FROM THE ARKANSAS WORKERS' COMPENSATION COMMISSION [NO.
Law Partners, LLP, by: Jason L. Watson, for appellant.
Zachary F. Ryburn, for appellees.
Gruber, C.J., and Whiteaker, J., agree.
SUPPLEMENTATION OF THE RECORD AND REBRIEFING
WAYMOND M. BROWN, JUDGE
appeals from the Arkansas Workers' Compensation
Commission's (Commission) January 12, 2017 opinion
affirming and adopting the July 11, 2016 opinion of the
administrative law judge (ALJ) denying his claim on finding
that the statute of limitations had run in the matter and
that he had failed to prove that he was entitled to any
additional indemnity benefits. On appeal, appellant argues
(1) that the Commission erred in finding that his claim for
additional indemnity benefits was barred by the applicable
statute of limitations and (2) that the Flores v. Walmart
Distribution interpretation of the statute of
limitations is not strict construction, and is therefore
contrary to legislative intent. We are unable to address the
merits of appellant's argument and hereby order
supplementation of the record and rebriefing.
provided the only testimony at the hearing before the ALJ. He
testified that he was injured on July 25, 2006. He received
temporary total disability benefits through October 15, 2007,
and received medical treatment, including surgery with Dr.
Blankenship, after which he returned to work. In 2013, while
working for Central States Manufacturing, Inc. (Central
States), in South Dakota, he started experiencing increased
pain, which he reported to Central States. Central States
"forced [him] to go through a process with the
Workers' Compensation Commission, " in which he
eventually returned to the care of Dr. Blankenship, who
removed him from work and performed a second surgery.
Following the surgery, he attempted to return to work under
"partial day and limited activity restrictions" in
2014, but his pain increased despite being limited to
four-hour work days. He returned to Dr. Blankenship, who
again removed him from work, and then Central States fired
him, saying that he was "no longer needed." Central
States stopped paying indemnity benefits when it fired him,
though it had resumed doing so after his second surgery.
testified that "[t]here was a period of about five years
that [he] did not receive any type of indemnity benefit, only
medical"; he thought the gap was between 2007 and 2012.
He was not sent or asked about, and he did not ask for, any
indemnity benefits during that time. He never made a written
claim for indemnity benefits and did not request them before
hiring an attorney. He stated that he "never saw a need
to request additional benefits; [he] did not know it was an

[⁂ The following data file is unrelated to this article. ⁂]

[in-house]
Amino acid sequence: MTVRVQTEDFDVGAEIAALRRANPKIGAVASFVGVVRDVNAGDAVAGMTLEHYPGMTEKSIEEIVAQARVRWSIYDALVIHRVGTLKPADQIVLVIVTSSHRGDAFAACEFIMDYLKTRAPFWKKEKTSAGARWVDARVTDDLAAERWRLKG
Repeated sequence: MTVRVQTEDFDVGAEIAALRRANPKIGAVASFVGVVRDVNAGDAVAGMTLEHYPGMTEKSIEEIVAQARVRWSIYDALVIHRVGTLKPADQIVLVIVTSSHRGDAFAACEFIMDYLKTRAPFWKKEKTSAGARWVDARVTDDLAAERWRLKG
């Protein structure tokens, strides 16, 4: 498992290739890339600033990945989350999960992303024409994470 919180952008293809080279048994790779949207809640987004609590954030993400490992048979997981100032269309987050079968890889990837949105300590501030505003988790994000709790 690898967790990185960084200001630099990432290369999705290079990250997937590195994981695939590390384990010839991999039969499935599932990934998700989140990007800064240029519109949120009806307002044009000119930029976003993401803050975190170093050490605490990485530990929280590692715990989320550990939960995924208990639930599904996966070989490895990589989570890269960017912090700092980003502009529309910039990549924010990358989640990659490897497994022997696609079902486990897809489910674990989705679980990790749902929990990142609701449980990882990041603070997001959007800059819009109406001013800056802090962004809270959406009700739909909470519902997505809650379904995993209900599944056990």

option." Following appellant's testimony, both
appellant and Central States rested, after which the ALJ
ordered briefs from both, noting that he "particularly
want[ed] the statue of limitations' [sic] issue"
addressed in the briefs.
Code Annotated section 11-9-711(b)(1)(A) provides that, after
a notice of appeal is filed with the Commission, "the
commission under its certificate shall send to the court all
pertinent documents and papers, together with a transcript of
evidence and the findings and orders, which shall become the
record of the cause." Appellant provided the only live
testimony at the hearing. Neither appellant nor Central
States provided a closing argument to the ALJ, with both
resting after appellant's testimony. The record lodged
with our court does not contain either of the parties'
briefs. Without the briefs submitted to the ALJ, this court
is not able to ascertain whether appellant's arguments
were raised below or whether they remain in the scope and
nature of what they were below. Arkansas Rule of Appellate
Procedure-Civil 6(e) states that the appellate court, on its
own initiative, may direct that the omission or misstatement
of anything material shall be corrected, and if necessary,
that a supplemental record be certified and
transmitted. Therefore, we remand to the Commission to
supplement the record to include the parties' briefs.
briefs are also absent from the addendum, though necessary
for the above-referenced reasons. Arkansas Supreme Court Rule
4-2(a)(8) states that "[t]he addendum shall contain true
and legible copies of the non-transcript documents in the
record on appeal that are essential for the appellate court
to confirm its jurisdiction, to understand the case, and to
decide the issues on appeal."
Arkansas Supreme Court Rule 4-2(a)(5) states that "[t]he
appellant shall create an abstract or abridgment of the
transcript that consists of an impartial condensation of only
such material parts of the testimony of the witnesses and
colloquies between the court and counsel and other parties as
are necessary to an understanding of all questions presented
to the court for decision." No more than one page of a
transcript shall be abstracted without giving a record page
reference. Appellant's method of summarization
fails to cover all testimony and excludes pages from being
abstracted at all.
of these deficiencies, we hereby order rebriefing and direct
appellant to file a substituted brief that complies with our
rules. Appellant shall have fifteen days from the date the
supplemental record is submitted to file a substituted
abstract, brief, and addendum that complies with the rules.
See Ark. Sup. Ct. R. 4-2(b)(3). We also encourage
counsel to carefully review our rules to ensure that all
material information is contained in the record and addendum.
of the record ...